The percentages have always favored the team that scores first in hockey but the Flyers have been taking the numbers to the extreme this season.
Heading into Saturday night’s game in Pittsburgh, the Flyers were a dismal 0-9-2 when an opponent scores first. Maybe that’s why a lot of the energy went out of the building on Black Friday when the Rangers scored first in less than a minute at the Wells Fargo Center.
It’s not a fluke either because the Flyers are 10-1 when they put the puck in the net before their foes.
All of this is to ask: Is that 0-9-2 thing just a number or is there an underlying reason why the Flyers can never seem to mount a stirring comeback just once in a while?
“It is what it is throughout the league,” coach John Tortorella said the other day at the Flyers Training Center in Voorhees, N.J. “That first goal, it’s amazing the percentages. Our percentages are upside down. It’s not like you say, if they score the first goal, (it’s over). Then why are we playing the game?
“I thought the other night (in the Carolina game), we were right there. I don’t want to say the third goal (in the third period) was a bad goal. But it was a weird goal. But we were still right there (down 3-1). We had chances right before that. So we can’t get caught up in that.”
Tortorella is emphasizing to his team that it shouldn’t get frustrated when it falls behind early. There’s still plenty of time left. Stick to the game plan and turn up the intensity a bit.
“You’re not always going to lead,” Tortorella said. “We went through that last year. We weren’t leading a lot last year and we found a way to win some games (14-27-9 when an opponent scored first). We’re going to have to try to break that type of situation.”
The way things stand right now, the Flyers would have to go on a real rampage to finish with a comeback percentage close to last year. Tortorella has preached a more aggressive approach but so far that hasn’t gained much traction when it comes to producing offense in a deficit situation.
“No matter what the score is, we’re trying to play a much more aggressive style,” Tortorella said. “And with risk in it to create offense. I do think, although we have struggled here of late, I do think in the first quarter of the season, that’s been one of the biggest improvements of our team – transition offense, stretch passes, leaving the zone early.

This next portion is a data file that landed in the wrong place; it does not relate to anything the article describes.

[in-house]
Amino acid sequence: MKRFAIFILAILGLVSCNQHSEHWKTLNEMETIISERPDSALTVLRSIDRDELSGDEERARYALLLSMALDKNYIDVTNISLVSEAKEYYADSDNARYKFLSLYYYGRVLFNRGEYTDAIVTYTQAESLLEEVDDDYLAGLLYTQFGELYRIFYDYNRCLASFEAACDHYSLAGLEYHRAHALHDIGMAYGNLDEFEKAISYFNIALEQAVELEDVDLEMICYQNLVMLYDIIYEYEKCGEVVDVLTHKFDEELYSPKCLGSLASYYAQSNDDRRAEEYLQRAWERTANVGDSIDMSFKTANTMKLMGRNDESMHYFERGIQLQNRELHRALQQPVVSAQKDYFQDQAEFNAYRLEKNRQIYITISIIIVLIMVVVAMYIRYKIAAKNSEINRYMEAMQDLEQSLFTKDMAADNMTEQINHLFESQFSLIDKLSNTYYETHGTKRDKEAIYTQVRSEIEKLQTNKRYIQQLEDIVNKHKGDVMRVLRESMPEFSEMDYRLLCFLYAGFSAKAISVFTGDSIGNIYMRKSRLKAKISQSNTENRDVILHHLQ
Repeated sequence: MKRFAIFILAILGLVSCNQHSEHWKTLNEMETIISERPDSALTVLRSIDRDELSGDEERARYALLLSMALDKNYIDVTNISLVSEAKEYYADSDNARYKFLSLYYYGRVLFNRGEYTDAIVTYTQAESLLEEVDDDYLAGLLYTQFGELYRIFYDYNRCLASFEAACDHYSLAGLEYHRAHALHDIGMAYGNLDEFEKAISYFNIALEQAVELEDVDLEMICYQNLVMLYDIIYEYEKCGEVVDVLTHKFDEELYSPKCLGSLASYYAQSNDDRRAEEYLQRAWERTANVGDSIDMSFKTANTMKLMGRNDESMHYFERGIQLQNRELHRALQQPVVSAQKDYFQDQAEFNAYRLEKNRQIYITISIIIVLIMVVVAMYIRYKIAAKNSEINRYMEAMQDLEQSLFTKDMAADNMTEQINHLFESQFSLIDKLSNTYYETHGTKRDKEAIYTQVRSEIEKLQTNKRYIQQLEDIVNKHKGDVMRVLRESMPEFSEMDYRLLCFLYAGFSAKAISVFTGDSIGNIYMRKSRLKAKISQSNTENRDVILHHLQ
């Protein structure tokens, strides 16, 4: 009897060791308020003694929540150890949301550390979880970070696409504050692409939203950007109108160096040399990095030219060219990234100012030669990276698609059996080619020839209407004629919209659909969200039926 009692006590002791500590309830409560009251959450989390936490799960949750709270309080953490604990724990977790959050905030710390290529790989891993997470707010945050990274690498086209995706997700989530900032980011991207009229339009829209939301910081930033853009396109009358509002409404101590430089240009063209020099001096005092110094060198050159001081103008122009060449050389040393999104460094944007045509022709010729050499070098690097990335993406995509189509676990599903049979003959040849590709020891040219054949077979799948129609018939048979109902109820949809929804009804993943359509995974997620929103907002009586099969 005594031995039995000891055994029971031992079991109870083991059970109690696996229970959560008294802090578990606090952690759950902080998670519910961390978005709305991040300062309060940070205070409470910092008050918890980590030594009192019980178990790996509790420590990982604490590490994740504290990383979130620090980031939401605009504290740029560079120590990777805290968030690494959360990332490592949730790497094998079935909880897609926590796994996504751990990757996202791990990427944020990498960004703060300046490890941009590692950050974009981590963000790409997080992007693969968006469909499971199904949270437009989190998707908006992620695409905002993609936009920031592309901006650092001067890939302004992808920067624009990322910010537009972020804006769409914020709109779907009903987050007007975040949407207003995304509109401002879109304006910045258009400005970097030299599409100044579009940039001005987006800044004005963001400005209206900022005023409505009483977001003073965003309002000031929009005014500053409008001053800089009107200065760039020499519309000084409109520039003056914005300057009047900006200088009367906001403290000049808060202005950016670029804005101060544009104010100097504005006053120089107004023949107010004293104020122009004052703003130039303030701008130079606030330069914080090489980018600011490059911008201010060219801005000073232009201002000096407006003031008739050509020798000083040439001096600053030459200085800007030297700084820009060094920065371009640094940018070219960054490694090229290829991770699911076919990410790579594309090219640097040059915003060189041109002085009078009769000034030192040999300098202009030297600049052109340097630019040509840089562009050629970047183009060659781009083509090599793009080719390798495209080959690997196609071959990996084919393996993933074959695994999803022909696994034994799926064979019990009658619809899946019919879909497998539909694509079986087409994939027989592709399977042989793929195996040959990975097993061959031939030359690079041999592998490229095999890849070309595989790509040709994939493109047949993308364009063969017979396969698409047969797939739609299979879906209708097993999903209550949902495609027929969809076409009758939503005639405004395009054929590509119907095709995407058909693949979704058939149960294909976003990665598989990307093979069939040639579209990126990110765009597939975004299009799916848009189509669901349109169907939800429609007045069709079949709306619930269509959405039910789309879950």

“We are going to stay with that. Does it hurt our style when we’re down? I don’t think so. We’re just going to play and see where it all goes.”
>Patrick saga all but over
Remember when the Flyers pulled off a miracle and went from No. 13 to No. 2 in the 2017 NHL Draft Lottery?
A lot of people got excited by the prospect of getting a future NHL star.
The enthusiasm didn’t wane all that much when Philadelphia took center Nolan Patrick in the runnerup spot either. After all, in his penultimate season with the Brandon Wheat Kings of the WHL he had posted 102 points, plus he hailed from the legendary Patrick family with deep roots and a long history in the NHL.
But after a couple decent seasons of 13 goals, he missed all of the 2019-20 campaign due to migraine headaches. He came back to play in 52 games during the 2020-21 pandemic-shortened season but registered only four goals, nine points. After the season ended, the Flyers traded him to Nashville, who immediately flipped him to Vegas. He played in only 25 games the next season, then sat out all of 2022-23.
This past Friday the Golden Knights did not tender him a contract offer, which means he’s free to play where he wants. Problem is, no one seems to want him so at age 25, his NHL career might be over.
It’s a shame, too, because Patrick gave an honest effort with the Flyers. It’s just that he didn’t appear to be totally invested in his hockey career possibly because of the headache situation.
You can’t blame the Flyers, either, because prior to the draft everyone had Patrick listed in their top five.
The Flyers had their share of top draft picks turn out to be failures. Defenseman Joni Pitkanen comes to mind. He was highly touted, too, but never reached his potential. He was out of the NHL before the age of 30. That’s why drafting 18-year-olds is such a crapshoot.